The final sample was composed of 1,516 adults (older than 18 years), who answered the research in home interviews performed by a trained team and with standardized procedures for data collection. The interviews were performed in different periods and in all week days. The percentage of nonresponse was zero, and in all the households the dwellers agreed to be interviewed and signed a consent document.
The dependent variable - traffic accident - was analyzed based on the question: "Have you suffered or have you been involved in any traffic accidents in your life?". A standardized definition of traffic accident was read by the interviewer to all the participants: "Traffic accident is any running over, car crash, accident with bicycles, motorcycles and falls inside buses or from them, trucks, which happen on streets or highways. In this study, we did not include accidents involving trains, streetcars and the underground. I call your attention to the fact that a traffic accident can be more or less serious and people can get hurt or not".
Alcohol consumption was evaluated initially through the question "do you usually consume alcoholic beverages?" In case of an affirmative answer, the subject was asked: "have you ever had more than five drinks in one single occasion?", for men, or "do you usually have more than four drinks in one single occasion?", for women. Men and women who answered affirmatively were asked whether they drove right after drinking that amount of alcohol. This last question was considered as the variable "drives drunk". These questions are equal to the ones of the VIGITEL survey.
The age on the date of the interview was categorized based on a publication of the World Health Organization (WHO)e for TA prevention, according to years of experience in driving: recently licensed (18 to 25 years), more experienced drivers whose behavior in the traffic is less risky (older than 25 up to 45 years), and drivers who present a safer profile for driving (older than 45 years).
The income variable was divided into ten tiers and, in the present study, it was categorized according to a division proposed by Fundação Getúlio Vargasf (up to two minimum salaries, from two to five and above five minimum salaries).
The chi-square test was used to select the variables associated with the outcome, considered statistically significant (p< 0.05), with a 95% confidence interval (95%CI). Then, the prevalence ratios (PR) were calculated. The bivariate analysis preceded the weighing of the sample, to obtain the crude PR. The multivariate analysis was calculated by means of Poisson regression with the svy module and the inclusion of the sample's weighing variables, firstly for sex and age, as they frequently are confounding variables, and subsequently for the other independent variables. The variables entered the model according to the highest PR, the lowest p-value, the most restricted 95%CI, the importance of the variable according to the literature, and the maintenance of statistical significance with p<0.05 after entering the model.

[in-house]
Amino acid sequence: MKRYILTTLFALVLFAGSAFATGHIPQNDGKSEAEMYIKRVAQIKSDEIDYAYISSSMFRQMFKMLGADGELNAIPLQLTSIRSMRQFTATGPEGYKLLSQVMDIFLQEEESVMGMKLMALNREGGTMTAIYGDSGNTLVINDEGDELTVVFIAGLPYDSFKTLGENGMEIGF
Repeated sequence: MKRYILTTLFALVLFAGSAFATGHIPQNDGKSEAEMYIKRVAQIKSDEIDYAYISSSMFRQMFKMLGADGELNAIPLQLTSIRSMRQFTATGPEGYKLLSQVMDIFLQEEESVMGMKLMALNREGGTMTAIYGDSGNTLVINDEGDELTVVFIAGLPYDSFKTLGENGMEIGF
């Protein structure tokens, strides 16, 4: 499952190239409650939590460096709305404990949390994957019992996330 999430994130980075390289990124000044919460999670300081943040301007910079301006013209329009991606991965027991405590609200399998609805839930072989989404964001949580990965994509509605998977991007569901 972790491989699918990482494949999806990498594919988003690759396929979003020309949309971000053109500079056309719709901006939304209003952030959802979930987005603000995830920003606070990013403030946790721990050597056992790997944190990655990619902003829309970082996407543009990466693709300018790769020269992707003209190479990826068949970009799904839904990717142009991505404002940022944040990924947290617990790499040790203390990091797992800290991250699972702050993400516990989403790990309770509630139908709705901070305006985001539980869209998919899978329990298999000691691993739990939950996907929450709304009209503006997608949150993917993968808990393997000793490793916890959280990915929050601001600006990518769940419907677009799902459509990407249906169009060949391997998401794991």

Data input was performed by means of the numerical coding of the answers in a database of the program EpiInfo version 6.0. The quantitative variables were analyzed by means of the program Stata version 10.0
The research was approved by the Research Ethics Committee of Universidade Federal do Acre, protocol no. 23.107.00150/2007-22, according to Resolution number 196/96 of the National Health Council.
In the researched population, women predominated, as well as non-whites, urban zone inhabitants, people aged >25 to 49 years and with fixed job. Half of the interviewees informed they received between two and five minimum salaries, 39.8% said they received up to two minimum salaries and only 10.1% had income higher than five minimum salaries.
The general prevalence of self-reported traffic accident that occurred at any time before the interview was 36.0% (Table 1).
In the bivariate analysis (Table 2), the highest PR were for the occurrence of TA in men, urban zone inhabitants, workers who were employed at the time, non-whites, people whose level of schooling was below two years, who reported alcohol consumption and who drove after excessive consumption of alcohol.
In the sex- and age-adjusted multivariate analysis (Table 2), all variables maintained high PR for the categories that were considered of risk for TA. The marital status variable had no statistical significance.